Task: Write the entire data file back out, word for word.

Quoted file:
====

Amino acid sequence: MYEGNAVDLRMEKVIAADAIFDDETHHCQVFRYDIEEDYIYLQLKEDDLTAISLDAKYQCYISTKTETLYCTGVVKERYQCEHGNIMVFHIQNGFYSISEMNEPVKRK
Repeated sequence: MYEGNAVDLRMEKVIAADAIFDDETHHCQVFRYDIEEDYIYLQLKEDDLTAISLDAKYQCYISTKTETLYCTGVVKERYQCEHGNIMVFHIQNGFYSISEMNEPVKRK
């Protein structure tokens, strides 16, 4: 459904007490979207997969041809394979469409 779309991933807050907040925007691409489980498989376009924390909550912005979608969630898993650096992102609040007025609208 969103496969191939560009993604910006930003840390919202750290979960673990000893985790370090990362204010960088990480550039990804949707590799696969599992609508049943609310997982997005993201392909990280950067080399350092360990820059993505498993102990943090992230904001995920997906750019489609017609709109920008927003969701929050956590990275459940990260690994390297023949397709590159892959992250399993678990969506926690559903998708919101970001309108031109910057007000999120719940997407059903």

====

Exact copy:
Amino acid sequence: MYEGNAVDLRMEKVIAADAIFDDETHHCQVFRYDIEEDYIYLQLKEDDLTAISLDAKYQCYISTKTETLYCTGVVKERYQCEHGNIMVFHIQNGFYSISEMNEPVKRK
Repeated sequence: MYEGNAVDLRMEKVIAADAIFDDETHHCQVFRYDIEEDYIYLQLKEDDLTAISLDAKYQCYISTKTETLYCTGVVKERYQCEHGNIMVFHIQNGFYSISEMNEPVKRK
């Protein structure tokens, strides 16, 4: 459904007490979207997969041809394979469409 779309991933807050907040925007691409489980498989376009924390909550912005979608969630898993650096992102609040007025609208 969103496969191939560009993604910006930003840390919202750290979960673990000893985790370090990362204010960088990480550039990804949707590799696969599992609508049943609310997982997005993201392909990280950067080399350092360990820059993505498993102990943090992230904001995920997906750019489609017609709109920008927003969701929050956590990275459940990260690994390297023949397709590159892959992250399993678990969506926690559903998708919101970001309108031109910057007000999120719940997407059903």